Tuesday, February 20, 2018


The phone rings. Unknown number. 1:18 a.m. Oh no.


“Is this Ron?”


“There’s been a fire. I’m sorry, but they’re all gone.” The voice is unfamiliar, steady.

“They’re gone?”

“Yes, I’m sorry. There’s nothing left.” And then the three beeps as the call disconnects.

I get up and sit on the couch. All gone? How can they be gone? My love. Our home? Our cats. Why wasn’t I there?

I pull on clothes, get in the car, drive to the place where life has ended. The man on the phone was right. There’s nothing left. Just tendrils of smoke coming from the foundation of a house and, in the front yard, the scorched remains of hollyhocks and astilbes. I remember the day we made that garden.

There are people here waiting to talk with me. A priest. My friend Mike. The police. They tell me it was an accident. A crossed wire in the walls, or maybe a surge in the current. It was fast, according to the neighbor who called 911. By the time anyone got there it was too late.

The medical examiner comes over. He offers me a soft handshake and an equally soft pat on the shoulder. “Just a couple questions,” he says. “Do you need help calling anyone? The people who need notifying?” Such an odd phrase. No one needs to be notified of something like this. No one should ever need that kind of wake-up call.

“I’ve got it,” I say. “I’ll start calling now.” I don’t know what I’m going to say. I don’t even know why I wasn’t there when it happened. How did I let this happen? I think about calling your family. I can’t bear the thought of telling them. Not on the phone. I have to drive to them. If I leave now I’ll be there by 3, maybe 4.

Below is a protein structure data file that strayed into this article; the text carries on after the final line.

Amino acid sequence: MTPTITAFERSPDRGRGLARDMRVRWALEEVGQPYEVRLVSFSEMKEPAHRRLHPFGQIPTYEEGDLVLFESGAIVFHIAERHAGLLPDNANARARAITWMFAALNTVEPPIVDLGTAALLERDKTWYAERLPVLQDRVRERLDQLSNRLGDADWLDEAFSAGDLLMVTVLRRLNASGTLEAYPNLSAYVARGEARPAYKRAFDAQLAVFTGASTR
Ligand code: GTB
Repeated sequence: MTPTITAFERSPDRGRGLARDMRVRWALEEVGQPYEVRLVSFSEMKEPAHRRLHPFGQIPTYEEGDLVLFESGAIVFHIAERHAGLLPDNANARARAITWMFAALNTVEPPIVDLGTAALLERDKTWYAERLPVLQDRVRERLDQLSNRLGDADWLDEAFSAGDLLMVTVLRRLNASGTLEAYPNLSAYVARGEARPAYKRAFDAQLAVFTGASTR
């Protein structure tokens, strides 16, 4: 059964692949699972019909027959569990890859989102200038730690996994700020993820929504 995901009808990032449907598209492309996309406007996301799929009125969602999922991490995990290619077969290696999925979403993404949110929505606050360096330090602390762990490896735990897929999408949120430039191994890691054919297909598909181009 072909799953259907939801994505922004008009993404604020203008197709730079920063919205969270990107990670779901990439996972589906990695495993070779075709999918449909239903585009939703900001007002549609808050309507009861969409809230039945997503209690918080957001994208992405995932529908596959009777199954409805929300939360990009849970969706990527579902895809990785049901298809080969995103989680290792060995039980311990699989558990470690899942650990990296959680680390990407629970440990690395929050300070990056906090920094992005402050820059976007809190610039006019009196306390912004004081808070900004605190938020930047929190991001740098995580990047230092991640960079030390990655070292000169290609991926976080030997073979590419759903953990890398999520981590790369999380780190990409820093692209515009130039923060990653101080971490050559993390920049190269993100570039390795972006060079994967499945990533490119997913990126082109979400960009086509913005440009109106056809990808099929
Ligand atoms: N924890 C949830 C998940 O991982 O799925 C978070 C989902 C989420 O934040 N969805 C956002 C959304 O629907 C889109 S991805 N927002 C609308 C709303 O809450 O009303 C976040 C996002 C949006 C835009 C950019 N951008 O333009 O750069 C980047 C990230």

I look at my phone. It’s 1:18.

“But that’s not right,” I say. “He called at 1:18. What time did the fire start?”

“One-eighteen,” Mike says. “It’s still happening.” And now I see the house is engulfed in flames, only the scene is in black-and-white and the fire trucks are rolling backwards, away from the home and up the street. The flames start to recede, smoke pulls back into the windows and back inside the roof. The air goes dark. The fire goes out.

A light turns on in the kitchen. Through a gauzy curtain I see you holding Monty.

My phone rings. 1:18.


“Time to wake up, RonDavis,” you say.

I wake up and look at my phone. It’s 1:18 a.m.

There is no more sleep after that.

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